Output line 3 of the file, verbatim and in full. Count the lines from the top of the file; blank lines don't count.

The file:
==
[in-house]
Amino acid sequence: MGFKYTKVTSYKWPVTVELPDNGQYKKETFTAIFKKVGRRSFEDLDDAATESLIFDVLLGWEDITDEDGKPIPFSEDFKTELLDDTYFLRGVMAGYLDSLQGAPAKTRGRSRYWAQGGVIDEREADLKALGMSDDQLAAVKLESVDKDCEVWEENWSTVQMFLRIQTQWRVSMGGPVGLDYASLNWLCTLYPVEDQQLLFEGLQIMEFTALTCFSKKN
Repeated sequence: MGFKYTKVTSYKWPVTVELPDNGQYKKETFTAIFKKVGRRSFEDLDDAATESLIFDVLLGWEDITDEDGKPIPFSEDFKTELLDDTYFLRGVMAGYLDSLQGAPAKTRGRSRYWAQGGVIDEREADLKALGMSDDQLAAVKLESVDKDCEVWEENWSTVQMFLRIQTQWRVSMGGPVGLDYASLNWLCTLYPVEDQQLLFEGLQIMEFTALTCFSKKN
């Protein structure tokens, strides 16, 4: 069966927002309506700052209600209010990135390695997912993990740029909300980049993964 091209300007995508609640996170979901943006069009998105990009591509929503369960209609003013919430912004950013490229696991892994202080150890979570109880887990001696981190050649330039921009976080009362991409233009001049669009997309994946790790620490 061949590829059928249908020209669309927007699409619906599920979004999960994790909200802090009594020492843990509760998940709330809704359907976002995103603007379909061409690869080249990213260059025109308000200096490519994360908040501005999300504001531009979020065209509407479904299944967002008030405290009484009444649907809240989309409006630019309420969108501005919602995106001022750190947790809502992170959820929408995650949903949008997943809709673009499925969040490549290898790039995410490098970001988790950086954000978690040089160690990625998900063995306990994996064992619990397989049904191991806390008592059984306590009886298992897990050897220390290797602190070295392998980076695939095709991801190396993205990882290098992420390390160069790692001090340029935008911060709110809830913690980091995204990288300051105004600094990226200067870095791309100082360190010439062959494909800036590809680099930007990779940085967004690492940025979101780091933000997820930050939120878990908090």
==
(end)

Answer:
Repeated sequence: MGFKYTKVTSYKWPVTVELPDNGQYKKETFTAIFKKVGRRSFEDLDDAATESLIFDVLLGWEDITDEDGKPIPFSEDFKTELLDDTYFLRGVMAGYLDSLQGAPAKTRGRSRYWAQGGVIDEREADLKALGMSDDQLAAVKLESVDKDCEVWEENWSTVQMFLRIQTQWRVSMGGPVGLDYASLNWLCTLYPVEDQQLLFEGLQIMEFTALTCFSKKN